I’d like to think it was, really I would. I’d like to think of my native land as still being so entertainingly barmy that that would be a significant factor in a decision to carry on racking up the spending and indebtedness at a rate even faster than that of a government lead by one of the most profligate shitwits in living memory in preference to the embarrassment of being seen as unable to. Still utterly and unforgivably mad but at least you could get a laugh from it, albeit a bitter one.
I think there’s probably a bit more to it than that though. It might be part of it, and the way the Cobbleition ruled out cuts to foreign aid early on and at the same time as promising not to touch the NHS too does suggest that the politicians want to maintain that appearance of munificence, even if it’s a veneer that’s eroding fast and approaching angstrom thickness. But I suspect that in addition there’s this bloody national guilt that the whole UK is supposed to feel over the Raj. Yes, maybe some shitty things were done and maybe the whole White Man’s Burden attitude was a pretty racist approach to a culture whose recorded history began more than a thousand years before some Italian builders suggested that what Britons really needed was a wall running from Carlisle to Newcastle and a bloody good wash. Okay, I can understand that, but for Christ’s sakes the Raj ended in 1947. It’s not ancient history, but it is still history. 65 years – how long’s enough, guys? And don’t you think that insisting that India needs Britain’s help not only when it’s able to do things that Britain can’t but when it’s saying that actually, no it doesn’t need help anymore, thanks all the same, is a similar kind of paternalism to White Man’s Burden? Would insisting that what’s becoming a middle income nation can’t manage without British help make the DFID’s attitude right at home during the Raj?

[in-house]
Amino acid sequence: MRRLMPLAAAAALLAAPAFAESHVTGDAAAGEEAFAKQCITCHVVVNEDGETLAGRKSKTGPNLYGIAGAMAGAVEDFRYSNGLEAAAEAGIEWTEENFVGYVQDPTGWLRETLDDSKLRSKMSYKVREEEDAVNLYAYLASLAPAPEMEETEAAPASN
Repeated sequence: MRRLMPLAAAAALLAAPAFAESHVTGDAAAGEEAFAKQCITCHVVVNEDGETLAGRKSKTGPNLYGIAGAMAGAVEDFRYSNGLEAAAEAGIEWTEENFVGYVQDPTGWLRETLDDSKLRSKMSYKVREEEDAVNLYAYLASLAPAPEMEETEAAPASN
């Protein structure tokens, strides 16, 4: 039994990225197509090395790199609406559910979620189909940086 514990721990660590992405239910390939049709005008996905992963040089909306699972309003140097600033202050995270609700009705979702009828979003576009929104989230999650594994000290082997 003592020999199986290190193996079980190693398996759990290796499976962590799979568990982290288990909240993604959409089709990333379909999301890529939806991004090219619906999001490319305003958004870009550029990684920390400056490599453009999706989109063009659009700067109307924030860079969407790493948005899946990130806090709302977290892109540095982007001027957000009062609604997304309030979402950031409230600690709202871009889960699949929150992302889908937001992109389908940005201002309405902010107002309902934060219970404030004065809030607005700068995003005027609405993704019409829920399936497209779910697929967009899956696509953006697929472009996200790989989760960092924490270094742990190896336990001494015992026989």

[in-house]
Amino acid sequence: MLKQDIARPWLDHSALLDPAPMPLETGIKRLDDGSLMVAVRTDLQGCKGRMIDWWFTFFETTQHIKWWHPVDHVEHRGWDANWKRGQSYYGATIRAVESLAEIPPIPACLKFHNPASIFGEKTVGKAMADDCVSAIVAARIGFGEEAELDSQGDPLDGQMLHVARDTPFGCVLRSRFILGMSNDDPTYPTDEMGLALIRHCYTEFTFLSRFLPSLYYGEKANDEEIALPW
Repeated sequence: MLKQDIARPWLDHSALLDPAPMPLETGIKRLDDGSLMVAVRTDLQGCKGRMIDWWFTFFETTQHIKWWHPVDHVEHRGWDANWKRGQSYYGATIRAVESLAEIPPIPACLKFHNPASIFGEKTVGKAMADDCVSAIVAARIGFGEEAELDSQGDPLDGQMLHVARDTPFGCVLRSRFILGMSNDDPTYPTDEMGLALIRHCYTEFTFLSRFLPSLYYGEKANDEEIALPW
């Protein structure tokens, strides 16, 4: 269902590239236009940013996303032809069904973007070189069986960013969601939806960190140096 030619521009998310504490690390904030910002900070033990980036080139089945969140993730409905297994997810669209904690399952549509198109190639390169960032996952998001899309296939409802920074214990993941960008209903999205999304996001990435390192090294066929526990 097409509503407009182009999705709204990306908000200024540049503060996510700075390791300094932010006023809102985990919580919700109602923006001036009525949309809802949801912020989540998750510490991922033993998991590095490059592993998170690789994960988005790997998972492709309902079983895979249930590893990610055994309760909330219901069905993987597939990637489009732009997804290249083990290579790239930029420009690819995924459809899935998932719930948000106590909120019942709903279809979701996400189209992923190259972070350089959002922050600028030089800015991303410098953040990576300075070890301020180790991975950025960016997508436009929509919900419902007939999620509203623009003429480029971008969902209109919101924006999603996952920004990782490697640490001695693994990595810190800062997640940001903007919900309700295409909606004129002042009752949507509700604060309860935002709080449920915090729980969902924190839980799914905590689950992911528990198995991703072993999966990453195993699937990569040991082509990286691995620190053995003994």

Or am I reading far too much into things? Is there an even simpler explanation? Could it be that the DFID fears that if supposedly poor countries begin rejecting British aid because they feel they don’t need it anymore then it will begin to struggle to justify its continued existence? I mean, look at that £280 million given to India. Cui bono?
Well, it’s not India, is it?
Back at the blog for only a couple of days and already someone has destroyed another cognitive dissonance meter.
In an interview with The Daily Telegraph, [Permanent Secretary for Tax at HMRC] Dave Hartnett says that householders have a duty to ensure that other people do not evade paying their share of tax.
Paying a builder or cleaner in cash, allowing them to evade VAT or income tax, will result in even deeper government cuts to public services, he says. People who contribute to the cash economy cannot then complain about austerity measures, he adds.
“Tax provides the funding to run the country: hospitals, schools and everything else,” he says. “Every time someone pays cash in order not to pay VAT, the nation gets diddled.”
Oh, is that so, Dave? Well, do tell us how you’d describe the state’s regular spunking away of billions of pounds on unnecessary shit, necessary shit that’s overpriced and doesn’t work properly, quangos, clampdowns on victimless crimes, subs for EU membership and more recently the use of taxpayers’ money to prop up private companies which through their own mistakes should naturally have gone to the wall. Plus the interest payments needed because all that on top of the cost of actual public services comes to rather more money than you can raise through tax anyway.
And while you’re scratching for an apt description – you could use ‘diddled’ again though I’d suggest ‘fucking ripped off’ – you might also tell us how you’d describe coercively taking half of what people earn, much of it before they’ve even get their own hands on it in the case of those on PAYE and under threat of violence for those doing returns, with no better justification than a vague assertion that you’ll be handing it over – minus that needed for your ≈£160K salary and £1.7M pension that you’ll be retiring several years early to enjoy, natch – to people who at best have vague good intentions to spend it in ways that benefit those from whom it was forcefully taken. ‘A sophisticated way of demanding money with menaces’ is one oft repeated description, though I don’t see what’s wrong with something like ‘legalised theft’. No doubt you’d call that ‘duty’ (badoom tish!) as well, eh, Dave?
The Treasury’s policy of “Continuity Brown” means we look set to borrow more money in this Parliament than Gordon Brown managed in 13 years.
I’ve long since stopped trying even to estimate the number of times I’ve said this, but this ConLib Cobbleition government really is as bad as Labour, arguably with the additional down side that if the whole house of cards has to come crashing down before it can be unfucked and rebuilt Labour’s incompetence in general and Gordon Brown’s lunacy in particular might have brought that day a little sooner. The Cobbleition seem to be there with the purpose of prolonging the agony in the hope of winning power and prolonging it for another five years, and for that I despise them.*
* Actually I despise them for quite a lot of other things, all of which they share in common with Labour. But tonight it’s just the insane profligacy.
Click images for links.